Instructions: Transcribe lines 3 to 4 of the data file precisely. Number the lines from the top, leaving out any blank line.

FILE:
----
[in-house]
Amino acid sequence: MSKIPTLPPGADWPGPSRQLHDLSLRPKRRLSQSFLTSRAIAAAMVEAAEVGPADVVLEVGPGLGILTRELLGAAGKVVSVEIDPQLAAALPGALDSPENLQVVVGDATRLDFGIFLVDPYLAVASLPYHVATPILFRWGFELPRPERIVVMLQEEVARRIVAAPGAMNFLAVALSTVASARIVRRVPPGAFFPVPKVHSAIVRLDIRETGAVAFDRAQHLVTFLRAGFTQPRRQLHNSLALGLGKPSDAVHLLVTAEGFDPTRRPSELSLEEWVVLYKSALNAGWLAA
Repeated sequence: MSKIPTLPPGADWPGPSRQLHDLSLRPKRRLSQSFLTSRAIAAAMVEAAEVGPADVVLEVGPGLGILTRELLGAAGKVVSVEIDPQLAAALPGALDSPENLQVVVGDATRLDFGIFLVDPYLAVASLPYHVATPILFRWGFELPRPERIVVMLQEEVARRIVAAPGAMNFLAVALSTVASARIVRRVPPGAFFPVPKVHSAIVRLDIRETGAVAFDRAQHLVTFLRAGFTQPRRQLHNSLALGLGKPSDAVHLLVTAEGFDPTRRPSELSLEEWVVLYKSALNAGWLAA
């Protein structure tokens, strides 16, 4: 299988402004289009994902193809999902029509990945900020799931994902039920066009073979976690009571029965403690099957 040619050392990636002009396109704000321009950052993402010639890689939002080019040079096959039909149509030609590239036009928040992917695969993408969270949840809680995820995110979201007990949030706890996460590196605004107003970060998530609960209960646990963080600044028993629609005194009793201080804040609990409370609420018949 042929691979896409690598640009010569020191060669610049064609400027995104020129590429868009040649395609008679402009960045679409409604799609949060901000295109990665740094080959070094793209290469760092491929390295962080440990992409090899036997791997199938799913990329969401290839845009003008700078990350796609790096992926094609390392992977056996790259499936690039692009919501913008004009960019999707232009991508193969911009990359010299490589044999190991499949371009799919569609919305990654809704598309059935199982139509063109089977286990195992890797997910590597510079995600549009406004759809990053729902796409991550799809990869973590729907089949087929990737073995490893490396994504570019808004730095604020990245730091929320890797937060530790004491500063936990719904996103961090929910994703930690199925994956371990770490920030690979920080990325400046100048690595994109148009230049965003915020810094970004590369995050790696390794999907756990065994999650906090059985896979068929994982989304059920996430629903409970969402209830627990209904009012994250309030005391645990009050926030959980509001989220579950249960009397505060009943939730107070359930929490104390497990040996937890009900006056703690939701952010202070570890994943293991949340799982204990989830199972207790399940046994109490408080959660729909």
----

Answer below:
Repeated sequence: MSKIPTLPPGADWPGPSRQLHDLSLRPKRRLSQSFLTSRAIAAAMVEAAEVGPADVVLEVGPGLGILTRELLGAAGKVVSVEIDPQLAAALPGALDSPENLQVVVGDATRLDFGIFLVDPYLAVASLPYHVATPILFRWGFELPRPERIVVMLQEEVARRIVAAPGAMNFLAVALSTVASARIVRRVPPGAFFPVPKVHSAIVRLDIRETGAVAFDRAQHLVTFLRAGFTQPRRQLHNSLALGLGKPSDAVHLLVTAEGFDPTRRPSELSLEEWVVLYKSALNAGWLAA
């Protein structure tokens, strides 16, 4: 299988402004289009994902193809999902029509990945900020799931994902039920066009073979976690009571029965403690099957 040619050392990636002009396109704000321009950052993402010639890689939002080019040079096959039909149509030609590239036009928040992917695969993408969270949840809680995820995110979201007990949030706890996460590196605004107003970060998530609960209960646990963080600044028993629609005194009793201080804040609990409370609420018949 042929691979896409690598640009010569020191060669610049064609400027995104020129590429868009040649395609008679402009960045679409409604799609949060901000295109990665740094080959070094793209290469760092491929390295962080440990992409090899036997791997199938799913990329969401290839845009003008700078990350796609790096992926094609390392992977056996790259499936690039692009919501913008004009960019999707232009991508193969911009990359010299490589044999190991499949371009799919569609919305990654809704598309059935199982139509063109089977286990195992890797997910590597510079995600549009406004759809990053729902796409991550799809990869973590729907089949087929990737073995490893490396994504570019808004730095604020990245730091929320890797937060530790004491500063936990719904996103961090929910994703930690199925994956371990770490920030690979920080990325400046100048690595994109148009230049965003915020810094970004590369995050790696390794999907756990065994999650906090059985896979068929994982989304059920996430629903409970969402209830627990209904009012994250309030005391645990009050926030959980509001989220579950249960009397505060009943939730107070359930929490104390497990040996937890009900006056703690939701952010202070570890994943293991949340799982204990989830199972207790399940046994109490408080959660729909």